South Africa’s Zulu King Goodwill Zwelithini wants rapists to be castrated with a knife to serve as a deterrent to others.
The King was addressing hundreds of his subjects during Umkhosi weLembe (formerly known as Shaka’s Day) in KwaDukuza, North Coast when he made the call that the manhood of rapists should be chopped off.
His suggestion has, however, been criticised by gender-based violence activists, many of whom stress that castration will be a breach of law and human rights, reports IOL News.
King Zwelithini, speaking in Zulu, said that it might be more effective that whenever a man is found to have raped a woman, they are handed over to “men like us” to be castrated.
“This would end this thing (rape),” said the king, adding that “this should be done in a way that would show the world that the Zulu nation does not tolerate this shame.”
The King’s concerns have mostly been fueled by the fact that South Africa is home to one of the highest rate of rape cases in the world, reports the BBC.
“Information shows that 41% of people raped in the country are children, and of these crimes only 4% are prosecuted. This means that people are not being prosecuted. This means there is something wrong somewhere in our country or in the leadership,” he said.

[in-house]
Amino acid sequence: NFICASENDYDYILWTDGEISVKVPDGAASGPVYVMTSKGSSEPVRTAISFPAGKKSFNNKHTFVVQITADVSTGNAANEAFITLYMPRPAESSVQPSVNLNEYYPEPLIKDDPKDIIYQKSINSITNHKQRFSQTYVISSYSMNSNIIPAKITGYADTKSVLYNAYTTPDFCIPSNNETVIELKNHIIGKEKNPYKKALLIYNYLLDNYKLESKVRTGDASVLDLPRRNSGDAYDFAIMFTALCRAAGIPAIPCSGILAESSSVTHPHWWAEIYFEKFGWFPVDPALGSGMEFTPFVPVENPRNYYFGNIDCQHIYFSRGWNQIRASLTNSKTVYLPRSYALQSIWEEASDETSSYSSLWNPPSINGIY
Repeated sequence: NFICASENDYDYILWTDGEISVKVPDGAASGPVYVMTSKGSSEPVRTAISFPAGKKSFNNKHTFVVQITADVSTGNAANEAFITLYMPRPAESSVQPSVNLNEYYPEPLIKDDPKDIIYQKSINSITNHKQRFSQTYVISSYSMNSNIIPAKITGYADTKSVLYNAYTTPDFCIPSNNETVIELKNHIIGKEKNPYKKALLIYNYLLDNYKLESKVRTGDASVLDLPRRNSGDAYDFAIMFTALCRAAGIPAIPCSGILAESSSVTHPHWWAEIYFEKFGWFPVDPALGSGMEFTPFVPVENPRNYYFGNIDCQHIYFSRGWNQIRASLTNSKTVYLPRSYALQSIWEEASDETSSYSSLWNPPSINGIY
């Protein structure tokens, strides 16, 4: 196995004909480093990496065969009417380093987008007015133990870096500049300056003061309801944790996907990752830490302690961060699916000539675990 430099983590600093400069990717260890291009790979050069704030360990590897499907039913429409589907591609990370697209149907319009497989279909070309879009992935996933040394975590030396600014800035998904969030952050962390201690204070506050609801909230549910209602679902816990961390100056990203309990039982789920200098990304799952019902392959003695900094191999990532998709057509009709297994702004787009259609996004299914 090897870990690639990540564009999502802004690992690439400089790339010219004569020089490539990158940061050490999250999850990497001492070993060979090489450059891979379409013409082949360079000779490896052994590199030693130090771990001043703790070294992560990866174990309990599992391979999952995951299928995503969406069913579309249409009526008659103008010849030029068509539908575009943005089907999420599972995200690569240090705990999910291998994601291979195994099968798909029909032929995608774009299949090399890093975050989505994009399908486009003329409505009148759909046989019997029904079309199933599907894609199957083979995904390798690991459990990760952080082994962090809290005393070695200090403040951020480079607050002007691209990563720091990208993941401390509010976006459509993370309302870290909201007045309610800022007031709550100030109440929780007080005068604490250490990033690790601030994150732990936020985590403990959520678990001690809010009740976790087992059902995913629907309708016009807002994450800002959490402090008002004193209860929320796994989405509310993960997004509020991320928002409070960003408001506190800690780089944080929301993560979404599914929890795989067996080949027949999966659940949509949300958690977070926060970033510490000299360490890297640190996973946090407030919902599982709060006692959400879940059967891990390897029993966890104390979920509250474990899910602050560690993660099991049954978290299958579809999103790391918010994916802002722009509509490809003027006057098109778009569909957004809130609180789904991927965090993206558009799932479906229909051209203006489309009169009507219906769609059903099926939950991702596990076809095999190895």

He added that “Since we do circumcision, this time we have to go beyond (in cutting). We should do this as part of honouring King Shaka who made the laws, the nation and respect. We should restore respect,” he said.
Prince Thulanu Zulu, spokesperson for Kind Zwelithini, according to IOL News, was unavailable to give further clarifications on the king’s comments.
However, Nonhlanhla Skosana, Sonke Gender Justice’s community education and mobilisation unit manager, has responded to the king’s strong-worded statements, asking that even though leaders are concerned about the rising numbers of rape cases, people should be “very sensitive.”
“They should be aligned to our constitution as we need to function under the human rights framework. So injuring people or taking violent action against perpetrators would never solve the issue,” said Skosana.
Sibongile Mthembu, the Director of Wise Collective, a non-governmental organisation dealing with sexual offences at workplaces, has also said that while the king’s call might “sound nice”, it would only take the nation back in time.
Also present at the event were former IFP leader Prince Mangosuthu Buthelezi, KwaZulu-Natal Premier Sihle Zikalala and a number of provincial cabinet members.